Call for calm after Indonesian church attacks
Houses of worship were tightly guarded yesterday after a deadly Christmas Eve church-bombing campaign, and Indonesian officials asked Muslims to mark the end of the month-long Ramadan fast without the usual street celebrations.
Some 17,000 extra security personnel were on the streets of Jakarta, the capital, and throughout the world's largest Islamic country, two days after explosions at churches in nine cities and towns killed 15 people and injured about 100 others.
President Abdurrahman Wahid pledged harsh action against the perpetrators. "We should not be afraid of terrorists who want to create a split in the country's unity," he said. Vice President Megawati Sukarnoputri met with Christian and Muslim leaders, urging them to unite to stop efforts to create conflict between their followers.
Dozens of people have been detained for questioning, police said. No group has claimed responsibility for the blasts.
Eid al-Fitr is usually a boisterous affair in Indonesia, where 90 percent of the nation's 210 million people are Muslims. Thousands bang drums and set off fireworks, and parade through the streets.
But Jakarta's police chief and Muslim leaders have called on Muslims to stay at home. "Looking at the political situation, which has grown more unpredictable than ever, we urge our members not to go out at night on the eve of Eid al-Fitr," said a senior official with Nahdlatul Ulama, a Muslim organization.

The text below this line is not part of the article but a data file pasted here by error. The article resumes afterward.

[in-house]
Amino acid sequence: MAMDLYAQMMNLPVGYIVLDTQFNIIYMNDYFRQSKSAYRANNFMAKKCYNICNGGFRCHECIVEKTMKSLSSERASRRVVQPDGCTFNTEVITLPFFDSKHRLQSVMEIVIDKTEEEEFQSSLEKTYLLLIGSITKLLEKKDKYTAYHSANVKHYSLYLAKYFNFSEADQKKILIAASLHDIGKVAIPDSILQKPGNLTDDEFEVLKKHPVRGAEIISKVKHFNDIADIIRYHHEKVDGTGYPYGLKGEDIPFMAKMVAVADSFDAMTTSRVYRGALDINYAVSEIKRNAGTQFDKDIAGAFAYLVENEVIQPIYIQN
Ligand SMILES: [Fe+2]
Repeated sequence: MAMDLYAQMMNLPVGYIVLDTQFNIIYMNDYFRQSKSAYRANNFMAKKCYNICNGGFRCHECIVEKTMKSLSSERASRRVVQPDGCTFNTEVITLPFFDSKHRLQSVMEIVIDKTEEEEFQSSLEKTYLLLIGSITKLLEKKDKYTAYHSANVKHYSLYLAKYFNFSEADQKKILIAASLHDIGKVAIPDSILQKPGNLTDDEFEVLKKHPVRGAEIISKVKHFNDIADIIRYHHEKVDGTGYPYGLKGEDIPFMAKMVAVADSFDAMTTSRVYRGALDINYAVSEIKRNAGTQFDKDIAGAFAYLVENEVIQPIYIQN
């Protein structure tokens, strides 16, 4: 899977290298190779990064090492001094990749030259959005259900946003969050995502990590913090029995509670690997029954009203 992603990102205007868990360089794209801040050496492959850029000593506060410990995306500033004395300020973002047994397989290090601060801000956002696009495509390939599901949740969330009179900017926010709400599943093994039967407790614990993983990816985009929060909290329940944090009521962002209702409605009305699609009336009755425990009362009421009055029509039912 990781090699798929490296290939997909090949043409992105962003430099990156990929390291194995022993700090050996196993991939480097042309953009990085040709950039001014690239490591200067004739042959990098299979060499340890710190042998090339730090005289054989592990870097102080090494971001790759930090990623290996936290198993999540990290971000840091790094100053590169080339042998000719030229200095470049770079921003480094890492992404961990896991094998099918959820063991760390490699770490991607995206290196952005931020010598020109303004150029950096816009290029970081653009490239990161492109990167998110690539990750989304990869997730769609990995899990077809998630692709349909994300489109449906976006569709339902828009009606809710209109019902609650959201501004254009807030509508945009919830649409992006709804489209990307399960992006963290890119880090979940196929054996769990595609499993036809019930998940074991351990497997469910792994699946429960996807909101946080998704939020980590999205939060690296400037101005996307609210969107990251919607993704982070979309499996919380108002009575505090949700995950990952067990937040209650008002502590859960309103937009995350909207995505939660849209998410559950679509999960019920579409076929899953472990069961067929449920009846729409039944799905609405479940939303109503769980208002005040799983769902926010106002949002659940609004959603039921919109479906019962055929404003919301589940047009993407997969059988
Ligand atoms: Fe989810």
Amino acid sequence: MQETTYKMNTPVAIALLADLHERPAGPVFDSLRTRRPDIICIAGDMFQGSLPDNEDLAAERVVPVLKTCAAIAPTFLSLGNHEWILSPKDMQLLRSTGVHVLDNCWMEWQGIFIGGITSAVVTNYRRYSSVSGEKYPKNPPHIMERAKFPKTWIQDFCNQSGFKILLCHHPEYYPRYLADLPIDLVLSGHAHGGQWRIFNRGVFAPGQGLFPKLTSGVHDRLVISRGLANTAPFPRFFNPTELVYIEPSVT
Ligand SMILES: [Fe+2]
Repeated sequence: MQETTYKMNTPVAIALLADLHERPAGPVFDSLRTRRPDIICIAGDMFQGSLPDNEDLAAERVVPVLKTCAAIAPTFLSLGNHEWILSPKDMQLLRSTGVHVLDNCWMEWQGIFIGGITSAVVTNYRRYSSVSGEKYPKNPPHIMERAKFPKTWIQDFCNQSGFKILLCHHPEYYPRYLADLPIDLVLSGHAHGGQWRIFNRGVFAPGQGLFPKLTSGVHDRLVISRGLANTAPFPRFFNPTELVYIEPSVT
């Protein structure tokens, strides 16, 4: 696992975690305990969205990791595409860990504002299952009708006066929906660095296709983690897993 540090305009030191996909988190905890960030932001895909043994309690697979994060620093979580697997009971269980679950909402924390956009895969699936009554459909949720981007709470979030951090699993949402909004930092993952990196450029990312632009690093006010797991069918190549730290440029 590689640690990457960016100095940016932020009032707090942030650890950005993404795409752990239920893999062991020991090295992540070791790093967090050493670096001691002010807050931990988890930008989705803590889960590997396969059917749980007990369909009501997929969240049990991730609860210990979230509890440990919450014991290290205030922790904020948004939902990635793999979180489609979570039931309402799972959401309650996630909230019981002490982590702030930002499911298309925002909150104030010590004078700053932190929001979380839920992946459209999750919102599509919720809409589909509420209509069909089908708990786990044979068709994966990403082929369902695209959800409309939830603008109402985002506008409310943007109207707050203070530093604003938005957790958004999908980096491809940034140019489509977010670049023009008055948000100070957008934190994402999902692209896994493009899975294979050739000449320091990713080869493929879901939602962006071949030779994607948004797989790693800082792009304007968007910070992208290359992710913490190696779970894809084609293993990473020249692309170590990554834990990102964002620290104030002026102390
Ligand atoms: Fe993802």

President Wahid, a respected Muslim leader and advocate of religious tolerance, has said that troublemakers want to generate violence among people of different faiths in a bid to oust him and stymie his democratic reform agenda.
Wahid came to office 14 months ago, promising sweeping changes after decades of authoritarian rule, mostly under the former dictator, Suharto.
His inability to fix the economy and quell violent unrest in outlying provinces has prompted calls for his resignation. He has also been implicated in several political scandals.
Members of Indonesia's Christian minority, many of whom are ethnic Chinese, sometimes have been targeted during civil unrest. Among the Jakarta neighborhoods under heavy guard Tuesday was the city's Chinatown, the police spokesman said.
Christian leaders have urged their followers not to seek revenge against Muslims over the bombings.
These attacks have come at the end of a year of rising separatist and sectarian violence across the archipelago nation.
(c) Copyright 2000. The Christian Science Publishing Society